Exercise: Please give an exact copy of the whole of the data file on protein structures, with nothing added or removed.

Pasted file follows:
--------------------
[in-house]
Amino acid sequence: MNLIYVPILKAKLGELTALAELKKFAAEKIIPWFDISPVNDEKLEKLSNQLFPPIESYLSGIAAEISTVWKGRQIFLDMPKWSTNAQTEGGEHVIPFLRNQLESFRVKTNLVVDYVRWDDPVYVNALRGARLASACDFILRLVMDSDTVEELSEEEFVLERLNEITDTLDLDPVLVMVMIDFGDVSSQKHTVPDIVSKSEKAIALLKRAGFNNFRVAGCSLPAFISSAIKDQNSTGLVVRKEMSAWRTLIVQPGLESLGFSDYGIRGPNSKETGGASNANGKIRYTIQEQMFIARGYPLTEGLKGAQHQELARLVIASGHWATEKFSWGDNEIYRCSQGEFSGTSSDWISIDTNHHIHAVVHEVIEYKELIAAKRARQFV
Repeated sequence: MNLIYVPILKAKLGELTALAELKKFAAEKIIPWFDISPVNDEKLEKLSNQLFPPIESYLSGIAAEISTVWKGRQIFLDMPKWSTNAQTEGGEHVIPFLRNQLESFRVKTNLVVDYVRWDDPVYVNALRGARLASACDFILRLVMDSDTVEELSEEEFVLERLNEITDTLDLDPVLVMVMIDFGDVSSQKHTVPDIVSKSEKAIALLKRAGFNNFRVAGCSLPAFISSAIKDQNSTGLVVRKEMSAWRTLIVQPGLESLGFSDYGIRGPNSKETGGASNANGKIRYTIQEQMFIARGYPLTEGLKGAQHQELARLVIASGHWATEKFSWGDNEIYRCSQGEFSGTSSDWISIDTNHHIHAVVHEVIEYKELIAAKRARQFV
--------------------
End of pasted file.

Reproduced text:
[in-house]
Amino acid sequence: MNLIYVPILKAKLGELTALAELKKFAAEKIIPWFDISPVNDEKLEKLSNQLFPPIESYLSGIAAEISTVWKGRQIFLDMPKWSTNAQTEGGEHVIPFLRNQLESFRVKTNLVVDYVRWDDPVYVNALRGARLASACDFILRLVMDSDTVEELSEEEFVLERLNEITDTLDLDPVLVMVMIDFGDVSSQKHTVPDIVSKSEKAIALLKRAGFNNFRVAGCSLPAFISSAIKDQNSTGLVVRKEMSAWRTLIVQPGLESLGFSDYGIRGPNSKETGGASNANGKIRYTIQEQMFIARGYPLTEGLKGAQHQELARLVIASGHWATEKFSWGDNEIYRCSQGEFSGTSSDWISIDTNHHIHAVVHEVIEYKELIAAKRARQFV
Repeated sequence: MNLIYVPILKAKLGELTALAELKKFAAEKIIPWFDISPVNDEKLEKLSNQLFPPIESYLSGIAAEISTVWKGRQIFLDMPKWSTNAQTEGGEHVIPFLRNQLESFRVKTNLVVDYVRWDDPVYVNALRGARLASACDFILRLVMDSDTVEELSEEEFVLERLNEITDTLDLDPVLVMVMIDFGDVSSQKHTVPDIVSKSEKAIALLKRAGFNNFRVAGCSLPAFISSAIKDQNSTGLVVRKEMSAWRTLIVQPGLESLGFSDYGIRGPNSKETGGASNANGKIRYTIQEQMFIARGYPLTEGLKGAQHQELARLVIASGHWATEKFSWGDNEIYRCSQGEFSGTSSDWISIDTNHHIHAVVHEVIEYKELIAAKRARQFV